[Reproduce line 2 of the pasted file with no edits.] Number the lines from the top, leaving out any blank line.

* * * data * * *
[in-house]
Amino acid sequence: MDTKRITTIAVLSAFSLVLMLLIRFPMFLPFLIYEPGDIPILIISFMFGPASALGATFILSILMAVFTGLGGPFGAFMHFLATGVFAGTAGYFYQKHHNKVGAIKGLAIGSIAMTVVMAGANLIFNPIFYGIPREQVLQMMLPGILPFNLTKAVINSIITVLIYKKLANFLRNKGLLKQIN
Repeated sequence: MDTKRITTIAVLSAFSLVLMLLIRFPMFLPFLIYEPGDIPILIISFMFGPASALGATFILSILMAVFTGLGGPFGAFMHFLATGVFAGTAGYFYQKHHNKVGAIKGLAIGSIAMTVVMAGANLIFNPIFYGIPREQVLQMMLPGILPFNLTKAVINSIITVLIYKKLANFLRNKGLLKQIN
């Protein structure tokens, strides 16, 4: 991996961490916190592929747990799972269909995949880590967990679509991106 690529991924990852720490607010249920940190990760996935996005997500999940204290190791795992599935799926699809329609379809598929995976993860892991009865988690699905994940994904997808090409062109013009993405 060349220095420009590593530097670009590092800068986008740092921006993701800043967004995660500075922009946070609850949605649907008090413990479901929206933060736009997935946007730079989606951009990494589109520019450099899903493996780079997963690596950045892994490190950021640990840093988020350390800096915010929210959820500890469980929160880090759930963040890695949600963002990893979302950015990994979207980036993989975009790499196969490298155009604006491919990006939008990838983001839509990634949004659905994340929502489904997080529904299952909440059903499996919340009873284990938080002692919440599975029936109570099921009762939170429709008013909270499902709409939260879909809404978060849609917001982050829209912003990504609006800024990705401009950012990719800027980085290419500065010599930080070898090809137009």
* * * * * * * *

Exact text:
Amino acid sequence: MDTKRITTIAVLSAFSLVLMLLIRFPMFLPFLIYEPGDIPILIISFMFGPASALGATFILSILMAVFTGLGGPFGAFMHFLATGVFAGTAGYFYQKHHNKVGAIKGLAIGSIAMTVVMAGANLIFNPIFYGIPREQVLQMMLPGILPFNLTKAVINSIITVLIYKKLANFLRNKGLLKQIN